Prosecutors in Iran have detained a sugar factory general manager on charges of corruption, in the latest episode of what officials say is an anti-corruption drive.
Siamak Soltani who leads Isfahan’s Nakshe Qand (Ghand) publicly traded company was arrested August 22 for “disrupting the economic system”, Mehr news agency in Iran quoted the local prosecutor telling the media.
“Disrupting the economic system” is a legal charge deployed by the Judiciary in Iran to fight corruption. Authorities began arresting money-changers and traders last year on this ground, as the impact of US sanctions sank the Iranian currency and began to seriously hurt the economy.
The prosecutor, Mohammad Reza Habibi told the media that Soltani and “two of his colleagues” began selling sugar on the open market for higher prices and pocketing the profits. Essential goods such as sugar are heavily regulated by the government. A state-sponsored trading network is the only authority allowed to buy sugar from factories and distribute it with a price tag set by the government.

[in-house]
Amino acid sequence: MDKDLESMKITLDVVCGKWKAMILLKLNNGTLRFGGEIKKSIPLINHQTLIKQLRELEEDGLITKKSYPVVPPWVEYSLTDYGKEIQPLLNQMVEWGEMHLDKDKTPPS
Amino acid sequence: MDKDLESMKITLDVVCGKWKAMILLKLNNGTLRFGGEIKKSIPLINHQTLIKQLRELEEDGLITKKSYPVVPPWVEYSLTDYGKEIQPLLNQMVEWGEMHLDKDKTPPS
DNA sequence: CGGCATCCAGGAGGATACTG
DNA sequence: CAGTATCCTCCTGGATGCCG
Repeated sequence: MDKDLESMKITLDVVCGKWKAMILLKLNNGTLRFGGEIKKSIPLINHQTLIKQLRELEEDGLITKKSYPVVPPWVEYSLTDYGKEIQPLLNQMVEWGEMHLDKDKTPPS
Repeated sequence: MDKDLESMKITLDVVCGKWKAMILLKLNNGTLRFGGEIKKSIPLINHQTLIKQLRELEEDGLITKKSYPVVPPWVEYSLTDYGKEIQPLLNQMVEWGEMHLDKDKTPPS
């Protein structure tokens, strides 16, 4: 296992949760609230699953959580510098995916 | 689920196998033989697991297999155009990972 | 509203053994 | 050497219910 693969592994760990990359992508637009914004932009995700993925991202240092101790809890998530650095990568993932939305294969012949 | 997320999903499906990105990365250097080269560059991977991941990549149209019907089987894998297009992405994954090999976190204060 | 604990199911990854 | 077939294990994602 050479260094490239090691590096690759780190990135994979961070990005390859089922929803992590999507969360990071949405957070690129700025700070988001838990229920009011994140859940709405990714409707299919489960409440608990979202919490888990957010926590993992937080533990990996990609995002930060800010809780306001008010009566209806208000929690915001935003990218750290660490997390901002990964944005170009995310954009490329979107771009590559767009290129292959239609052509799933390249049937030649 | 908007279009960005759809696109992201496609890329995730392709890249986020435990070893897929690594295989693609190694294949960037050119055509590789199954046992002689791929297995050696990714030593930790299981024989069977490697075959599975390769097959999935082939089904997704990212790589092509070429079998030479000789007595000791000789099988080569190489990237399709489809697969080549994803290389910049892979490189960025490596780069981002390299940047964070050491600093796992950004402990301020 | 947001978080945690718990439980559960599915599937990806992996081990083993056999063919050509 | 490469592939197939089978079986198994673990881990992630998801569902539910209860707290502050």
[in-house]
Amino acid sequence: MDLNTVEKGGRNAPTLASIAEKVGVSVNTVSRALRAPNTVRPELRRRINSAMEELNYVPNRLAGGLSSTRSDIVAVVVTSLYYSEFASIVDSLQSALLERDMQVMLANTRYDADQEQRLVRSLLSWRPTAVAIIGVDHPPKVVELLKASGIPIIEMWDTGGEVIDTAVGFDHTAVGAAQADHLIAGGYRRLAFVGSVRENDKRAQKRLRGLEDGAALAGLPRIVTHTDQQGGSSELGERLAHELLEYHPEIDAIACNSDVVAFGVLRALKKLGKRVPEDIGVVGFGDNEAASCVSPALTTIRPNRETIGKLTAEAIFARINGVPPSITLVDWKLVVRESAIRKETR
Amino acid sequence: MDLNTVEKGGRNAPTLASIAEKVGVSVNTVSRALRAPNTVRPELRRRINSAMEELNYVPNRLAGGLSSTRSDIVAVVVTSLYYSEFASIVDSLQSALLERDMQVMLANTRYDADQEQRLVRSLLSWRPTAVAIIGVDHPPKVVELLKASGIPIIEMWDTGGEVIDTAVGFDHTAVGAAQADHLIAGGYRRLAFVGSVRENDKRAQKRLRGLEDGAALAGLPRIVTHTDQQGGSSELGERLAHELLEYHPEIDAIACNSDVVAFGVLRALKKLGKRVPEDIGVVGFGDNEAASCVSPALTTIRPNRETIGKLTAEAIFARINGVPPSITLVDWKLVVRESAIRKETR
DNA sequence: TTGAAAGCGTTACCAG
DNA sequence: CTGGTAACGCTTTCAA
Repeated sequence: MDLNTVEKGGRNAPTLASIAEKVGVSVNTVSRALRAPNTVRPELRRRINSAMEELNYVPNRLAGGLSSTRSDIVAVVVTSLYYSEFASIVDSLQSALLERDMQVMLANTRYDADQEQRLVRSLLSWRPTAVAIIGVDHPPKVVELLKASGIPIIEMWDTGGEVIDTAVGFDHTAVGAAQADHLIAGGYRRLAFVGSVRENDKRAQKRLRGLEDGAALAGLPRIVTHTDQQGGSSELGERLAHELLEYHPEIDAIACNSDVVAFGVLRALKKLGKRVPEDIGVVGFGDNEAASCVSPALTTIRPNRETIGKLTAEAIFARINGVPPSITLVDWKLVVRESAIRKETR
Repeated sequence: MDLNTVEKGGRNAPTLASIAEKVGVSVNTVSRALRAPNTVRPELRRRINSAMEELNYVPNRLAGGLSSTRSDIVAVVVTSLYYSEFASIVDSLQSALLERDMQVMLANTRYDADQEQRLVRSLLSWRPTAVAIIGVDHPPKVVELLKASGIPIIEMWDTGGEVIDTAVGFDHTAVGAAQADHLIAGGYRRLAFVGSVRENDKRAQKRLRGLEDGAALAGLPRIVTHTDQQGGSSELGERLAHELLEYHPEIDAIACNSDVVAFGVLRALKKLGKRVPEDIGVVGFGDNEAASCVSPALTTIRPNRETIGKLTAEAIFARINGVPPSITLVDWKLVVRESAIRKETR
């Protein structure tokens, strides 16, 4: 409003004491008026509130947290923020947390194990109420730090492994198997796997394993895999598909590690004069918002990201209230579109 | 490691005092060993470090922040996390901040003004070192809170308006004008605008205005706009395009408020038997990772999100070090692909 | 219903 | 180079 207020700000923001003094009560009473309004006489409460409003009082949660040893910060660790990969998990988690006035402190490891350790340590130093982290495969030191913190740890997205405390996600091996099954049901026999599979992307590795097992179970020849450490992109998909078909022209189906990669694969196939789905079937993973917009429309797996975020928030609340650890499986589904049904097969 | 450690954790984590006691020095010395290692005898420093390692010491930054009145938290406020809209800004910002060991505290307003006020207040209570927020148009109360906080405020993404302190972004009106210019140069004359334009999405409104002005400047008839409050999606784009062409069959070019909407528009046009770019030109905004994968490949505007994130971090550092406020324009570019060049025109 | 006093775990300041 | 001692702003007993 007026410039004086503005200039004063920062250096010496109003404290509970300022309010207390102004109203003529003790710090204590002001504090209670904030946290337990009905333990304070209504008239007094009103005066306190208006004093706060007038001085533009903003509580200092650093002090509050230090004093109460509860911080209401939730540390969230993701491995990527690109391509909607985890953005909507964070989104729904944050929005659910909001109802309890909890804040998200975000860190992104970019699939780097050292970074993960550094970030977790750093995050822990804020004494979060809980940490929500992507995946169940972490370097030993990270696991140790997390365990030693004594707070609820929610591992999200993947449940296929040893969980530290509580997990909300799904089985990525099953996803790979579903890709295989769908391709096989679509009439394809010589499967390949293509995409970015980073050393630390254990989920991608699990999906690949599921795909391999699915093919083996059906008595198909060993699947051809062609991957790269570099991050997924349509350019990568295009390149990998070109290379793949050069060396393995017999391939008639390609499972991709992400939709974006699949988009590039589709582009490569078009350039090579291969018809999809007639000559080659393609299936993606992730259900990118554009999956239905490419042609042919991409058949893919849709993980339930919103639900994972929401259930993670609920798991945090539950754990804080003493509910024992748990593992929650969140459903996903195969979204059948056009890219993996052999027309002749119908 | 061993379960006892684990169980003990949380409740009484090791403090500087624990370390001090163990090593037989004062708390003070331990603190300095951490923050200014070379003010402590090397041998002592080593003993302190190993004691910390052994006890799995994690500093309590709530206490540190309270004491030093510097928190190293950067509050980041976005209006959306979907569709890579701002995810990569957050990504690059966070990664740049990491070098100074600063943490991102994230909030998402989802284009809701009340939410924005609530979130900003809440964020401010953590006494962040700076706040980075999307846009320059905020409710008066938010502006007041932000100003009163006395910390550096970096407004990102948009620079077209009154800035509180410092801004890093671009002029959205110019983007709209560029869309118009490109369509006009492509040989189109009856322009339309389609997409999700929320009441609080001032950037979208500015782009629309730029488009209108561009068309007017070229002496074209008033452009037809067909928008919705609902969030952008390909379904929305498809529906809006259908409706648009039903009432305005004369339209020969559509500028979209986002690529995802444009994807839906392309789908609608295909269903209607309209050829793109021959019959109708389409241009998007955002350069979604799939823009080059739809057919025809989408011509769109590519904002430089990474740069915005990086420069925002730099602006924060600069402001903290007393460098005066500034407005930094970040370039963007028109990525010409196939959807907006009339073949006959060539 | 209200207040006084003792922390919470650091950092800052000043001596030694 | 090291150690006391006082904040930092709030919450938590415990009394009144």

Habibi explained that Soltani and his cohorts sold more than 4,700 metric tons of sugar for an extra $140 per ton and pocketed a total of around $650,000.
The prosecutor added that inspections in the factory discovered 1,000 tons of sugar warehoused to be distributed on the free market.
Reports earlier this year there were reports of possible shortages and media reported about emergency sugar imports to “balance the market.”
The accused sugar factory manager Sotani wrote an article in June in an economic magazine in Iran arguing that low prices set by the government leave no room to make a profit and be able to re-invest in raw material, spare parts and new equipment.